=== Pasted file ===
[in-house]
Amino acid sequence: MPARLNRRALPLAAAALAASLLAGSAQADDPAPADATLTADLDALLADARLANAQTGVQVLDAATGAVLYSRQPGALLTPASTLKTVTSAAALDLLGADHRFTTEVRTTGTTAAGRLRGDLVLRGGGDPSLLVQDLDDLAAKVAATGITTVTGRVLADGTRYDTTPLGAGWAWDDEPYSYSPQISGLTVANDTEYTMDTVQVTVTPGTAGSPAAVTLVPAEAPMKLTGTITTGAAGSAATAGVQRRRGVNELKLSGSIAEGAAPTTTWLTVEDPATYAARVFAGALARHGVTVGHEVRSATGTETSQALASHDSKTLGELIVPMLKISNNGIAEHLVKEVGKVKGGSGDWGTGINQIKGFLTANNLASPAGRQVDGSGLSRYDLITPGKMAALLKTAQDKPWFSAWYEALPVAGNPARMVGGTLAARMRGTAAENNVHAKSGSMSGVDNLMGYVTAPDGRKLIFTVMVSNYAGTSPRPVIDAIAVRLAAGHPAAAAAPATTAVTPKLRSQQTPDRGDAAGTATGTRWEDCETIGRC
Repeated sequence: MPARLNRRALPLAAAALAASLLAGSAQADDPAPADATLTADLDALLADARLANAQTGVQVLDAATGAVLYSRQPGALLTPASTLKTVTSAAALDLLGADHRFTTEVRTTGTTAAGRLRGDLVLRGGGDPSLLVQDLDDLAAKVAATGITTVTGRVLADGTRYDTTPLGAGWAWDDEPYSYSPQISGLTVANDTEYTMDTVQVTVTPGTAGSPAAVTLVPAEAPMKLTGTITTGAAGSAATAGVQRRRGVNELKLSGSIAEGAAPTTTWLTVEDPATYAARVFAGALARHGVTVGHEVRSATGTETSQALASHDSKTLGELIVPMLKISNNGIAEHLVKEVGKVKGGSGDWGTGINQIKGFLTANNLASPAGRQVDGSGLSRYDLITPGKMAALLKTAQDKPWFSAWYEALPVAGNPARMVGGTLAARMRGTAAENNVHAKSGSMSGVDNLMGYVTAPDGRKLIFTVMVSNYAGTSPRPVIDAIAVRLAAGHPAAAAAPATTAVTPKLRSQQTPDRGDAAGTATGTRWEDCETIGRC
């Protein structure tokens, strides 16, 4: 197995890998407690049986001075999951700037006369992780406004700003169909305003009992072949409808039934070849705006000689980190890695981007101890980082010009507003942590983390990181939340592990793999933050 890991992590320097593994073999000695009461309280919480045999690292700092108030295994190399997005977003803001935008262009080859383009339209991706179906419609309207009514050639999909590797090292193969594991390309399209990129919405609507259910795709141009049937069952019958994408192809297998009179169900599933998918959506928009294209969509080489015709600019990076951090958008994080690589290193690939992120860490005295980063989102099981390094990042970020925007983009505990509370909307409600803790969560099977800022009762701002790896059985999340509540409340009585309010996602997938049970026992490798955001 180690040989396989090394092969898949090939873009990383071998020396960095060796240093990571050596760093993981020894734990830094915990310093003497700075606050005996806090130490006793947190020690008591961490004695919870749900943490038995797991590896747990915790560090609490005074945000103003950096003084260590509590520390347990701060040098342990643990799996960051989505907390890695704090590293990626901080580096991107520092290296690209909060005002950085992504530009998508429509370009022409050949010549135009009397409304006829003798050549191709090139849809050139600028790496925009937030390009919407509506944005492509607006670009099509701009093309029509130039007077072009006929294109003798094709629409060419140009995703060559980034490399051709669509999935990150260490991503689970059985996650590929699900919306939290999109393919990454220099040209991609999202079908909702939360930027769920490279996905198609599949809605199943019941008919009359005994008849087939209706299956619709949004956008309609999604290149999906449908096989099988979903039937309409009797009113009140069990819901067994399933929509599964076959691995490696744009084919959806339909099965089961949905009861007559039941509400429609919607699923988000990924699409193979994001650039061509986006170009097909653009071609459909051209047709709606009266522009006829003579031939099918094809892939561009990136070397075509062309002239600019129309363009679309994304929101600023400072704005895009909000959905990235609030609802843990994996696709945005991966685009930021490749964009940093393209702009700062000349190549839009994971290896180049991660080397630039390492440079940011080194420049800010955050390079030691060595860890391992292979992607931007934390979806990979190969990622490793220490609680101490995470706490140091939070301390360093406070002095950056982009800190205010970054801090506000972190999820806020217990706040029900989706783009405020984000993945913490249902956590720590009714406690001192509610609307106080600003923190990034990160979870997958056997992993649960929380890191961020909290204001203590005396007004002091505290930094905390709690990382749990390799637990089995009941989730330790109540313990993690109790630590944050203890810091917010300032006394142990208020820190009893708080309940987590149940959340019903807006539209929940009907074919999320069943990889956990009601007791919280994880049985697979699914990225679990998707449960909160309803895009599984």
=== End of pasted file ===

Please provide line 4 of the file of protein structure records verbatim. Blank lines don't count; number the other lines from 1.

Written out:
């Protein structure tokens, strides 16, 4: 197995890998407690049986001075999951700037006369992780406004700003169909305003009992072949409808039934070849705006000689980190890695981007101890980082010009507003942590983390990181939340592990793999933050 890991992590320097593994073999000695009461309280919480045999690292700092108030295994190399997005977003803001935008262009080859383009339209991706179906419609309207009514050639999909590797090292193969594991390309399209990129919405609507259910795709141009049937069952019958994408192809297998009179169900599933998918959506928009294209969509080489015709600019990076951090958008994080690589290193690939992120860490005295980063989102099981390094990042970020925007983009505990509370909307409600803790969560099977800022009762701002790896059985999340509540409340009585309010996602997938049970026992490798955001 180690040989396989090394092969898949090939873009990383071998020396960095060796240093990571050596760093993981020894734990830094915990310093003497700075606050005996806090130490006793947190020690008591961490004695919870749900943490038995797991590896747990915790560090609490005074945000103003950096003084260590509590520390347990701060040098342990643990799996960051989505907390890695704090590293990626901080580096991107520092290296690209909060005002950085992504530009998508429509370009022409050949010549135009009397409304006829003798050549191709090139849809050139600028790496925009937030390009919407509506944005492509607006670009099509701009093309029509130039007077072009006929294109003798094709629409060419140009995703060559980034490399051709669509999935990150260490991503689970059985996650590929699900919306939290999109393919990454220099040209991609999202079908909702939360930027769920490279996905198609599949809605199943019941008919009359005994008849087939209706299956619709949004956008309609999604290149999906449908096989099988979903039937309409009797009113009140069990819901067994399933929509599964076959691995490696744009084919959806339909099965089961949905009861007559039941509400429609919607699923988000990924699409193979994001650039061509986006170009097909653009071609459909051209047709709606009266522009006829003579031939099918094809892939561009990136070397075509062309002239600019129309363009679309994304929101600023400072704005895009909000959905990235609030609802843990994996696709945005991966685009930021490749964009940093393209702009700062000349190549839009994971290896180049991660080397630039390492440079940011080194420049800010955050390079030691060595860890391992292979992607931007934390979806990979190969990622490793220490609680101490995470706490140091939070301390360093406070002095950056982009800190205010970054801090506000972190999820806020217990706040029900989706783009405020984000993945913490249902956590720590009714406690001192509610609307106080600003923190990034990160979870997958056997992993649960929380890191961020909290204001203590005396007004002091505290930094905390709690990382749990390799637990089995009941989730330790109540313990993690109790630590944050203890810091917010300032006394142990208020820190009893708080309940987590149940959340019903807006539209929940009907074919999320069943990889956990009601007791919280994880049985697979699914990225679990998707449960909160309803895009599984």